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Old 03-23-2004, 01:26 AM   #1
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Russian Food???

Hey, I have a woman that I want to make my girlfriend! :D 8)
She is from Russia (moved here 2 years ago) and I want to cook her something from where she comes from. I cant think of ANYTHING. :?

Can someone give me a few suggestions?

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Old 03-23-2004, 09:36 AM   #2
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Russia is a huge country. Each region has their own foods. If you are striving to make her some "home" cooking, I highly recommend finding out where in Russia she's from.
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Old 03-23-2004, 02:38 PM   #3
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rats.... ok
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Old 03-23-2004, 04:27 PM   #4
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Houston is fortunate to have such a large expat community that we have not one but two Russian grocery stores. I like to keep pelmeni (sp?) in the freezer for quick meals. Sort of like Russian tortellini. Fantastic with nothing but a little sour cream.
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Old 03-24-2004, 09:33 AM   #5
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Are you not able to find out where's she's from?

I don't want to blow any wind out of your sails. Even if you don't match the foods she's used to eating you might get some credit for trying.

Here are some links to Russian recipes:

http://www.recipesource.com/ethnic/e.../indexall.html

I'm not a huge fan of recipesource but it should give you an idea of the classic dishes to make. I'd look for the actual recipes elsewhere.

http://www.online-cookbook.com/goto/cook/rpage/000A74

I've eaten enough pierogies to fill warehouses :) This recipe looks right on the money.

And here are a few more that I found that look authentic:

http://www.natashascafe.com/html/menu.html
http://www.ruscuisine.com/
http://www.russianlegacy.com/en/go_t...an_cuisine.htm
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Old 07-22-2004, 06:36 PM   #6
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I would make stuffed cabbage. Easy and most people like it. Try to find a recipe that uses sour cream.
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Old 07-22-2004, 06:55 PM   #7
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Borscht is always a good one, especially in the summer!
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Old 07-22-2004, 07:27 PM   #8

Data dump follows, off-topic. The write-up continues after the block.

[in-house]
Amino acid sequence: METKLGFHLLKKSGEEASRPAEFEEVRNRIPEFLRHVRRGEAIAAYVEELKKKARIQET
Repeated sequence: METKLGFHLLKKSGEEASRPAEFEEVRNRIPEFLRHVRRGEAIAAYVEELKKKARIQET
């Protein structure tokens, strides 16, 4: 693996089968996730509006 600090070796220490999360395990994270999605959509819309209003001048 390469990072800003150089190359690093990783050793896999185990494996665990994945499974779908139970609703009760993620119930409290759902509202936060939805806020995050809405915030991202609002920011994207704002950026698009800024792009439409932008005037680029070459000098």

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You may want to go to a Russian Grocery if you can find one. This would give you some ideas. You still need to know if she likes meats,fish,poultry,veggies. This will help get you started. A pasta dish would be easy. Why don't you just ask her to help you cook up a russian dish together. My wife is German Arabic. Her mother was raised in Nazi Germany....and her father was from Lebonon. We had great fun makin stuffed grape leaves, kibbee, pita bread,potatoe dumplings,Syrian Chicken and Rice. Its a great way to get to know each other.
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Old 09-02-2004, 02:46 PM   #9
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As a person with a degree in Slavic Linguistics and a former resident of Moscow, I'll give you a nice "Russian" recipe. Not Soviet, not Siberian, just plain old Russian. It's called "Myaso po Derevinsky" or "Meat Village-Style". I make it occasionally to remind myself of the days in Russia.

1lb. Sirloin Steak, cut into bite-sized pieces

2-3 medium potatoes, sliced into medallions

1 green pepper, sliced

1 large onion, sliced

1/4 lb. shredded cheese (I use cheddar, but in Russia, it probably is something more like Feta... all I remember is that they called the cheese "horoshy" or "good" cheese"... not much of a name, admittedly but it was white and creamy like a good French Feta)

A pinch each of: dried oregano, coriander, thyme, basil and sweet paprika.

Mayo to slather on potatoes and meat.

Place meat into greased casserole. Season with above seasoning except paprika. Brush with mayo, add onion, peppers. Toss some grated cheese on top. Sprinkle with paprika. Stack potatoes on top, overlapping like roofing shingles. Brush with more mayo. Sprinke with rest of cheese, then paprika. Bake at 375 F or about 200 degrees celcius for about 30 minutes covered. Bake an additional 20 minutes or so uncovered until meat and potatoes are tender.

Sorry the recipe is so vague. A Russian friend taught it to me many moons ago when I lived in Moscow, so the measurements aren't exact. Good luck with your Russian friend.
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Old 09-02-2004, 03:27 PM   #10
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chicken kiev
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Old 09-02-2004, 03:47 PM   #11
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I am pretty sure that Chicken Kiev is actually an American dish.
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Old 09-05-2004, 01:26 AM   #12
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GB - right, and even if it were a namesake dish of Kiev, that's in Ukraine, not Russia.